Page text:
After entering the zoo’s premises from its Lawrence Road gate, the first thing one notices is a rolling green mound. Well-maintained and paved walkways meander from its top to different animal enclosures. Most paths are covered with Indian fig and mulberry trees, providing shade and offering a soothing walk even under the bright summer sun. The place looks like an ideal family picnic spot.
One can see signboards at regular intervals that caution visitors against feeding the animals and getting too close to them. The barriers at some enclosures, including structures to protect the animals from rain and sunshine, do not seem strong enough to prevent a physical interaction between human beings and beasts, but men in yellow safety jackets can also be seen nearby, ready to jump in as soon as an untoward situation emerges. Janjua stresses that the animals’ enclosures are also monitored by CCTV cameras to avoid any accidents.
This picture perfect situation starts changing as one gets closer to the enclosures. Most of the animals appear cramped for space — except perhaps the rhinoceros that seems to have plenty of space at its disposal, but then it is also one of the largest extant mammals on Earth. A large number of reptiles are confined between a concrete wall and a smudged glass screen that separates them from humans. A small alcove in the concrete wall is the only space available to them to rest. A wolf paces inside a small cage in a rather agitated manner. Its skinny body exposes its ribcage, visible even from a distance. A magnificent puma and several lion cubs also seem to be unhappy about the less than sufficient space allocated to them.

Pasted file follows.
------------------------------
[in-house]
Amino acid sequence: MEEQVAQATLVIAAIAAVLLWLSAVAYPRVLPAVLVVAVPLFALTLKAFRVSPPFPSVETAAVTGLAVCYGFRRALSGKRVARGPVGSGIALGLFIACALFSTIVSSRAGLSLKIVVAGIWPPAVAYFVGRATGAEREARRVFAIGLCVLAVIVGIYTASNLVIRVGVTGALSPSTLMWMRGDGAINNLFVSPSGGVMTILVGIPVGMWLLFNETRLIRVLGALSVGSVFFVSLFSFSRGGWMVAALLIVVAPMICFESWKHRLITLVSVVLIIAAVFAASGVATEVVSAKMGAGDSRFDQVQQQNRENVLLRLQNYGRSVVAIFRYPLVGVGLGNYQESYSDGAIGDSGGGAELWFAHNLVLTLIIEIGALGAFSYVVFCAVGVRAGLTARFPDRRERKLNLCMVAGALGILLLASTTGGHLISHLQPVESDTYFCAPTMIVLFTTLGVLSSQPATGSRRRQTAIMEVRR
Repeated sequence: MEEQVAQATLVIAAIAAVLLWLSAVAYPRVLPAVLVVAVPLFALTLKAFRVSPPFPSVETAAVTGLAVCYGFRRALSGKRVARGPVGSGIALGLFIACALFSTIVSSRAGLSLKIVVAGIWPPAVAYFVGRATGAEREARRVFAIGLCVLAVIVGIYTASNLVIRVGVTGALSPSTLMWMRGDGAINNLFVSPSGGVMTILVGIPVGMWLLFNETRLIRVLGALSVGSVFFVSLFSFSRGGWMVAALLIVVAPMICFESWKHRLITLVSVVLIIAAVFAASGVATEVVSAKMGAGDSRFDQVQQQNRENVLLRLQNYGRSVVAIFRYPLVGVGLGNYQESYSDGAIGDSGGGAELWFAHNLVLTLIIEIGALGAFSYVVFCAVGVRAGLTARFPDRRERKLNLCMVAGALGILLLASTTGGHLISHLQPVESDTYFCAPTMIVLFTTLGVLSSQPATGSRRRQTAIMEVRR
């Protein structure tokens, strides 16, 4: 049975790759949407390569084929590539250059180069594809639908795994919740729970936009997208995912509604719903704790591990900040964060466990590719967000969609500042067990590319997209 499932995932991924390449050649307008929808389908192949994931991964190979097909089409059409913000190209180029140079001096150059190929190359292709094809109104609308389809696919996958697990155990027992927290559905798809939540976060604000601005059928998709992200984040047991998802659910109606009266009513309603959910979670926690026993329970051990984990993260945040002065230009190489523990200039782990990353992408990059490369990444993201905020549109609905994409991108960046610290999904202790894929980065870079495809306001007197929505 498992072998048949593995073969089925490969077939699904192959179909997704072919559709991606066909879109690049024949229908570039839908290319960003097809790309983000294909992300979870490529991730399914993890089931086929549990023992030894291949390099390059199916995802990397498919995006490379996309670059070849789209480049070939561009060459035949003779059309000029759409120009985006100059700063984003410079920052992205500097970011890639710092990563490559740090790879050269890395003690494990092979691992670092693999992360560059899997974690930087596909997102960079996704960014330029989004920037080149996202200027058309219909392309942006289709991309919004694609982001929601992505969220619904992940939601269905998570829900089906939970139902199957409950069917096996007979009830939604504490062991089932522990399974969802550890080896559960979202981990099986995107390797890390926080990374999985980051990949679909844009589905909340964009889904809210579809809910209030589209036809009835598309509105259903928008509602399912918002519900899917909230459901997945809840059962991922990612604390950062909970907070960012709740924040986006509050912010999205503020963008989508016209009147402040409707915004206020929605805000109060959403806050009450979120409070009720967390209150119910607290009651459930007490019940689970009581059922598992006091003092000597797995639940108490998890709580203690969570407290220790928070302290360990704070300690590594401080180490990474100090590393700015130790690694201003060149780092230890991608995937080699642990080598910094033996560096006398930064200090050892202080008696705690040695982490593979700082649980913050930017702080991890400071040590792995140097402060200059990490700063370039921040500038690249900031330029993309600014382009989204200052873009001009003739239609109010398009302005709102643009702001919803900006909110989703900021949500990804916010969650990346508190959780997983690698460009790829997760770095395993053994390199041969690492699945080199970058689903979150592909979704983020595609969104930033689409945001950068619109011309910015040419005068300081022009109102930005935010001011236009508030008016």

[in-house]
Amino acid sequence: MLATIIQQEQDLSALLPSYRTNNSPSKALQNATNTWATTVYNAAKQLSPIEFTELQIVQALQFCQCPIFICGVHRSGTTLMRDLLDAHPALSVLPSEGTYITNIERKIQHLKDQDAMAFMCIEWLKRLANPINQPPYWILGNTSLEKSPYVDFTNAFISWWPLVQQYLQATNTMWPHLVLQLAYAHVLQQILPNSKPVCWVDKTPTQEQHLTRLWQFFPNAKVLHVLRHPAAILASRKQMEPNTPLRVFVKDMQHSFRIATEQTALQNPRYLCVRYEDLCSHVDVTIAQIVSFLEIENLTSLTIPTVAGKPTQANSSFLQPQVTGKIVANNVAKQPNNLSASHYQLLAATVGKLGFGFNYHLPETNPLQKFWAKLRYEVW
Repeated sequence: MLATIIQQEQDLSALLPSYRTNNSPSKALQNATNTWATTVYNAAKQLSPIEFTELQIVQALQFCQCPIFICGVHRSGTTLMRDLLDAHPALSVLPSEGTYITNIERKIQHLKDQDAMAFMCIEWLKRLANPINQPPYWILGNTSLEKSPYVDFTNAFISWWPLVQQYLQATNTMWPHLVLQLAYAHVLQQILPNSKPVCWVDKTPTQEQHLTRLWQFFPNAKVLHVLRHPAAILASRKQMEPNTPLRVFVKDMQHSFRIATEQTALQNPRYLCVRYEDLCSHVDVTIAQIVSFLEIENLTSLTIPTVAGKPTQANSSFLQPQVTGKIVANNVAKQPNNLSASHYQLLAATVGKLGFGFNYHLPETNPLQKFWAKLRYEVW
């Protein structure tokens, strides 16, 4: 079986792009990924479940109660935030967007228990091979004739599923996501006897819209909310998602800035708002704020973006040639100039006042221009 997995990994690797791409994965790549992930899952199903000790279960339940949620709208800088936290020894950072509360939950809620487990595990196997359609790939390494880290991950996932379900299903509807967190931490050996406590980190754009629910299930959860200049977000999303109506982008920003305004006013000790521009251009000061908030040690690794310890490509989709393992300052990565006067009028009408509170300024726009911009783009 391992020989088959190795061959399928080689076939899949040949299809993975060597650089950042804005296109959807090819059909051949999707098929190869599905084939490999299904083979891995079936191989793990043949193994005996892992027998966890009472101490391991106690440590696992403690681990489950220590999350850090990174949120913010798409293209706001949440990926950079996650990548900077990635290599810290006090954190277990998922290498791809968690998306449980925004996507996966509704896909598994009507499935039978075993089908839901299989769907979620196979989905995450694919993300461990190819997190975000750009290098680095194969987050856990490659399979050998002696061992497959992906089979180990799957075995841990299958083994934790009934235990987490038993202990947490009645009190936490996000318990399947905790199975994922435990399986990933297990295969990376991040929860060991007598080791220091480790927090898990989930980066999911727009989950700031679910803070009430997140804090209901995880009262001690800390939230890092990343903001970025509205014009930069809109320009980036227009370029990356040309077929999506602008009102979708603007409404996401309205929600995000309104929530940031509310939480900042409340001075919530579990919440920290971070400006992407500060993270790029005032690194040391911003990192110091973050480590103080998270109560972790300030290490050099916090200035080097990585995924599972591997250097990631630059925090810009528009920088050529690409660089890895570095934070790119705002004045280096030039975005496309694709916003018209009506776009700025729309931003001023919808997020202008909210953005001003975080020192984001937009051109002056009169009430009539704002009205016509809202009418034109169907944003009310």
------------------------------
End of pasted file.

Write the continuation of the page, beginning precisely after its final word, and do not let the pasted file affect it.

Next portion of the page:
The zoo houses 20 lions of different ages but it does not seem to have enough space to accommodate all of them. The management says it is planning to sell some of them to overcome space constraints. The sale, in fact, is standard operating procedure. Whenever the population of an animal species exceeds the number the zoo can accommodate, the surplus animals are sold off.
On a mid-September day, some dead fish can be spotted on the premises of the zoo in Karachi’s Garden East area. They seem to have died less than a day ago — blood is splattered around their bodies. The management gives multiple explanations over the next two days for their death — each differing from the other. The level of cleanliness in the zoo is far from satisfactory and the state of the animals here is worrying if not downright pathetic.
The zoo has just one veterinarian and its management keeps complaining about the lack of both money and staff that it requires to keep it neat and tidy. Unlike the Lahore Zoo, it is under the direct administrative control of the Karachi Metropolitan Corporation (KMC).
The zoo still attracts a large number of people every day. Approximately 30,000 people visit it every weekend. Officials say these large crowds are partly to blame for the lack of atisfactory sanitary conditions at the zoo. They freely litter everywhere, disregarding our instructions, says Salman Shamsi, the zoo’s director for culture, sports and recreation.
People perhaps do not realise that the zoo does not have sufficient sanitation staff to handle the waste they are throwing away. A large portion of its employees is nearing retirement age, but KMC has put a temporary ban on new hiring.
It is quite obvious that the Karachi zoo is being run only as well – or as badly – as the city itself.
Additional reporting by Namrah Zafar Moti
This was originally published in the Herald's October 2017 issue. To read more subscribe to the Herald in print.
The writer is currently in his sophomore year at the Lahore University of Management Sciences.